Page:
• Social Understanding: The developing understanding of the responses, communication, emotional expressions, and actions of other people.
  • Know what to expect from familiar people.
  • Understand what to do to get another's attention.
  • Engage in back-and-forth interactions with others.
  • Imitate the simple actions or facial expressions of others.
  • Relationships with Adults: The development of close relationships with certain adults who provide consistent nurturance.
  • Seek a special relationship with one (or a few) familiar adult(s) by initiating interactions and seeking proximity, especially when distressed.
  • Identity of Self in Relation to Others: The developing concept that the child is an individual operating with social relationships.
  • Show clear awareness of being a separate person and of being connected with other people.
  • Identify others as both distinct from and connected to themselves.
  • Recognition of Ability: The developing understanding that the child can take action to influence the environment.
  • Understand that they are able to make things happen.
  • Expression of Emotion: The developing ability to express a variety of feelings through facial expressions, movements, gestures, sounds, or words.
  • Express a variety of primary emotions such as contentment, distress, joy, sadness, interest, surprise, disgust, anger, and fear.
  • Emotion Regulation: The developing ability to manage emotional responses, with assistance from others and independently.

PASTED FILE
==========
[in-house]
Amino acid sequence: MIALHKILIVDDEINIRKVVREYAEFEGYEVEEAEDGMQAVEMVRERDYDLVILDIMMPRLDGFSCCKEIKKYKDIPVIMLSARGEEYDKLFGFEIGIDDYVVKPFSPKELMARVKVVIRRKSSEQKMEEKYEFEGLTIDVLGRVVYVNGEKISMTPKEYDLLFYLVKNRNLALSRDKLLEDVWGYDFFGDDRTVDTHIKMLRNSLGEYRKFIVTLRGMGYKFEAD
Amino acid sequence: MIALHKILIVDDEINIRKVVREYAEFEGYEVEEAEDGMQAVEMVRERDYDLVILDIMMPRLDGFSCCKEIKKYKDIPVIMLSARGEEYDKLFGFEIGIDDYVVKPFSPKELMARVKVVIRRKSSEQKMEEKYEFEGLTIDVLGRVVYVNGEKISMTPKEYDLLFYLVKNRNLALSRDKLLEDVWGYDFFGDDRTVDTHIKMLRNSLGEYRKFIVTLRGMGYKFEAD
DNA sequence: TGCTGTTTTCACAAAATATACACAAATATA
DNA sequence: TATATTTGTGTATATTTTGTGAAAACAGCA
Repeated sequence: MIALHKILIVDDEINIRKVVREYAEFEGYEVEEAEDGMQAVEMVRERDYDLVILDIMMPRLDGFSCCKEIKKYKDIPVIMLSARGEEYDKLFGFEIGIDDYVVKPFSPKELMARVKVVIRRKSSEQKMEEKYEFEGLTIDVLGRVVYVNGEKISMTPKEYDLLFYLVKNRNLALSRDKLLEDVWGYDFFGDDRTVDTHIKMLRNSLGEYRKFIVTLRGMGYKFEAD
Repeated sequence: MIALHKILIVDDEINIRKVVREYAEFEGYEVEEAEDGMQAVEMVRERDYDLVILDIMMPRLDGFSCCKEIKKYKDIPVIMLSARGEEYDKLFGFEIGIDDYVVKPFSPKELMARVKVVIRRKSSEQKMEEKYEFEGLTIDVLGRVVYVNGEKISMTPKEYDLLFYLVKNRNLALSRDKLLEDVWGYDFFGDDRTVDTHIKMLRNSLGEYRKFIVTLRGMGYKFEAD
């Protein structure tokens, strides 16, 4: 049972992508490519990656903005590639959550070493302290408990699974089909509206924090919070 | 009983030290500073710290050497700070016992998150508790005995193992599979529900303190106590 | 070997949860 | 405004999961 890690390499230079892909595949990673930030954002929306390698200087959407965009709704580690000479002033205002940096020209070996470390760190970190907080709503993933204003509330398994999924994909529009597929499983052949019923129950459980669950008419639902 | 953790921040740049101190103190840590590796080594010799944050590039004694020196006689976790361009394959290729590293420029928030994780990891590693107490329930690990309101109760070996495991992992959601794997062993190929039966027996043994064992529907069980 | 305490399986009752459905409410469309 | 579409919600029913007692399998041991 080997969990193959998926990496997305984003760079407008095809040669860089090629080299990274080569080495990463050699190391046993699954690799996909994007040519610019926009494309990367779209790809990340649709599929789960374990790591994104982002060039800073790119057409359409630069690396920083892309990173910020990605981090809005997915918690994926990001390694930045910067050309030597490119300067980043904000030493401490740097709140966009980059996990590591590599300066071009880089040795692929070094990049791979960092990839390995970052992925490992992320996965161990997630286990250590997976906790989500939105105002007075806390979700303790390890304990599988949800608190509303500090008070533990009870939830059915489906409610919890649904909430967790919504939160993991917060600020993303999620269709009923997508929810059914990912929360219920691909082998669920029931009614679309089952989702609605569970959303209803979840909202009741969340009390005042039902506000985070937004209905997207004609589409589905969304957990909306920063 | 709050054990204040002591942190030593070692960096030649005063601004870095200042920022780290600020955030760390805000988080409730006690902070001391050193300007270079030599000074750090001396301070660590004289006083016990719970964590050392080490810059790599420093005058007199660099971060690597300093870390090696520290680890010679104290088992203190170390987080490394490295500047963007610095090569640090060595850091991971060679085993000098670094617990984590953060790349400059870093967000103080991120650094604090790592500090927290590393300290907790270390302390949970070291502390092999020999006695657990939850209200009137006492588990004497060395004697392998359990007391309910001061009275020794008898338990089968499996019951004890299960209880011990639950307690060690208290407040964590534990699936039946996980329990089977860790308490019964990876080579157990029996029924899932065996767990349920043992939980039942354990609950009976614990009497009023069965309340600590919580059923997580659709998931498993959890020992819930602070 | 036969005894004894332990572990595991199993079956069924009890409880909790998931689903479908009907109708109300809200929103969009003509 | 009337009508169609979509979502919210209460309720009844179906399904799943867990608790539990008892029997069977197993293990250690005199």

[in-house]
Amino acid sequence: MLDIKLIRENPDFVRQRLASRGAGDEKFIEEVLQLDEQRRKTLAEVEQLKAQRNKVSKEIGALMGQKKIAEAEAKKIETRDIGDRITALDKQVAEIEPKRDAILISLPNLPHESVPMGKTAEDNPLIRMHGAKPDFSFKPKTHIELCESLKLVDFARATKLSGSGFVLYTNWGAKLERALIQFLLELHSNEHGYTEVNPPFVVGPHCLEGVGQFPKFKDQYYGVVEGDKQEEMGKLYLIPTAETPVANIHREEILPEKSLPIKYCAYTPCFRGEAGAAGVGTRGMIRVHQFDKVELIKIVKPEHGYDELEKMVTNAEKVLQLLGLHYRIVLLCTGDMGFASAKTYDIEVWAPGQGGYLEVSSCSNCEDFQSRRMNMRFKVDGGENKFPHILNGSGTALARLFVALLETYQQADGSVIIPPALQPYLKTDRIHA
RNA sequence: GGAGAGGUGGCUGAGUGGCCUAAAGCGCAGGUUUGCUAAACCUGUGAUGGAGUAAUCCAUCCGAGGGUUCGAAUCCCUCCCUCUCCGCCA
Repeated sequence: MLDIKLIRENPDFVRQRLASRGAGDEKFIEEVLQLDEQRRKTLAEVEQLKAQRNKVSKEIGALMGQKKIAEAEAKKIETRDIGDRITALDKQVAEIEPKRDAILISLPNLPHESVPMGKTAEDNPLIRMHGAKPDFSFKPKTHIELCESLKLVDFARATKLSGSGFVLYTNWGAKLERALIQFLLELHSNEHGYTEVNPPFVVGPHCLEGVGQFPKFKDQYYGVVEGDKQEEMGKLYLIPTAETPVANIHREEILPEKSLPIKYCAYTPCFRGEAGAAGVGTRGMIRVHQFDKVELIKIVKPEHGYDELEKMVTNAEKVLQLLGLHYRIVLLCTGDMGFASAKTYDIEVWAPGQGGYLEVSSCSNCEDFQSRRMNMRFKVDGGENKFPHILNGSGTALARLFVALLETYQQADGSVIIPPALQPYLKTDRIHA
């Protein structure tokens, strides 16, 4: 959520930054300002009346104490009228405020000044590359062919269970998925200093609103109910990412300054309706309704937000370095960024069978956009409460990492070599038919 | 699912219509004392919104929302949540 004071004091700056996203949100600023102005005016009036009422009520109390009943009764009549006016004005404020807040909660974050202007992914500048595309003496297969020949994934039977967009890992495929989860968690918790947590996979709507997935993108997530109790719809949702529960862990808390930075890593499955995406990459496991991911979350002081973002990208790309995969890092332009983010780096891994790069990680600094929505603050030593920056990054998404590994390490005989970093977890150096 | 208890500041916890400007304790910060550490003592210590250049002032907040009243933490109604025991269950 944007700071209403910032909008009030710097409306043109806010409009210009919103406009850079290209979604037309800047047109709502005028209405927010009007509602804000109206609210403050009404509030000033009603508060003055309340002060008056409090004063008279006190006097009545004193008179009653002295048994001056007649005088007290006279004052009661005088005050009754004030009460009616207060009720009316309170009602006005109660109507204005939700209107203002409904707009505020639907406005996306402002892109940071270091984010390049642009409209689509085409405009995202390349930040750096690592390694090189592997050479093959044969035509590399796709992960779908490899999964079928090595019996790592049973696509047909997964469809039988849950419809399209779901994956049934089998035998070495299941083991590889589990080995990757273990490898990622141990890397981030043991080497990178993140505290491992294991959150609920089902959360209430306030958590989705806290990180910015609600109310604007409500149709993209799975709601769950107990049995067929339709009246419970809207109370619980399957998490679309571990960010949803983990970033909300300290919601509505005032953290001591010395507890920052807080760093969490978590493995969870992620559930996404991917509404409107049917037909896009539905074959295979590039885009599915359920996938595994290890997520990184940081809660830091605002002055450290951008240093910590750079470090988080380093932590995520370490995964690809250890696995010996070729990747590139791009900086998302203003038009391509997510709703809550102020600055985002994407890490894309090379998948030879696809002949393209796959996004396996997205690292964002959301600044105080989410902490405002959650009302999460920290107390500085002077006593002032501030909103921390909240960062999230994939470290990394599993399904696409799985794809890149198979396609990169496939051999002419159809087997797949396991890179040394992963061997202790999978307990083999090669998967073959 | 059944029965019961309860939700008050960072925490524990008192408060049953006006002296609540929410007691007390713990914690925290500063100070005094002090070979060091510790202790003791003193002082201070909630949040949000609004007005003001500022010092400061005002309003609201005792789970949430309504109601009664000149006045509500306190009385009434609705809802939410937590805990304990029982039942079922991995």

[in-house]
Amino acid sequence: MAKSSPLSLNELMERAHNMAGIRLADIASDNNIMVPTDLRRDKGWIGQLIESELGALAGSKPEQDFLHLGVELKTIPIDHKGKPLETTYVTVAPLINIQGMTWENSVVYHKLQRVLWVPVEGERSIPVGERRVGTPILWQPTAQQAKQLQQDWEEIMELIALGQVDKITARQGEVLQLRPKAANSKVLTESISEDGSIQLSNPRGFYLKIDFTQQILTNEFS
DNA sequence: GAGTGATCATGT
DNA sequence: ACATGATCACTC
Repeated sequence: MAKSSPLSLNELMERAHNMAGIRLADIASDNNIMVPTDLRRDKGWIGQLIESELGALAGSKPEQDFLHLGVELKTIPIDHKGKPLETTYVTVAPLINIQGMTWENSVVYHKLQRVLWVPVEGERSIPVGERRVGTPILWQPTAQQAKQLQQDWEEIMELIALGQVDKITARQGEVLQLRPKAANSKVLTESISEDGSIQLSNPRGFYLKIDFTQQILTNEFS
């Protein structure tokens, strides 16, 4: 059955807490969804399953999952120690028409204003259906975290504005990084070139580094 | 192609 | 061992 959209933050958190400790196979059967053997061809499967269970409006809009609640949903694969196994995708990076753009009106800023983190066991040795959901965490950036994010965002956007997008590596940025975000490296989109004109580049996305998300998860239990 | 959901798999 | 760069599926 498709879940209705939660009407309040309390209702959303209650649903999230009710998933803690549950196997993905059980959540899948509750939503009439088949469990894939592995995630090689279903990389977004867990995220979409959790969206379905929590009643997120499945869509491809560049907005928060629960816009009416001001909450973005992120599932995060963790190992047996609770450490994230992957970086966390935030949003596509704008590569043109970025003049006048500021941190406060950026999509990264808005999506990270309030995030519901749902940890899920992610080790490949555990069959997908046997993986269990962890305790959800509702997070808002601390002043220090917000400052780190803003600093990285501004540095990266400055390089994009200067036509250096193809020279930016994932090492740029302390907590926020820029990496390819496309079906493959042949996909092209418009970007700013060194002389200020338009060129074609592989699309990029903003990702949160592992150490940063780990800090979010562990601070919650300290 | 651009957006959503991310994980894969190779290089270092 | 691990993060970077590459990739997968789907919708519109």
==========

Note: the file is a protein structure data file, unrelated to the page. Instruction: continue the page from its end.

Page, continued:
• Use simple behaviors to comfort themselves and begin to communicate the need for help to alleviate discomfort or distress.
  • Impulse Control: The developing ability to wait for needs to be met, to inhibit potentially hurtful behavior, and to act according to social expectations, including safety rules.
  • Act on impulses.
  • Receptive Language: The developing ability to understand words and increasingly complex utterances.
  • Show understanding of a small number of familiar words and react to adult's overall tone of voice.
  • Expressive Language: The developing ability to produce the sounds of language and use vocabulary and increasingly complex utterances.
  • Experiment with sounds, practice making sounds, and use sounds or gestures to communicate needs, wants, or interests.
  • Communication Skills and Knowledge: The developing ability to communicate nonverbally and verbally.
  • Participate in back-and-forth communication and games.
  • Interest in Print: The developing interest in engaging with print in books and the environment.
  • Explore books and show interest in adult-initiated literacy activities, such as looking at photos and exploring books together with an adult.
  • Cause-and-Effect: The developing understanding that one event brings about another.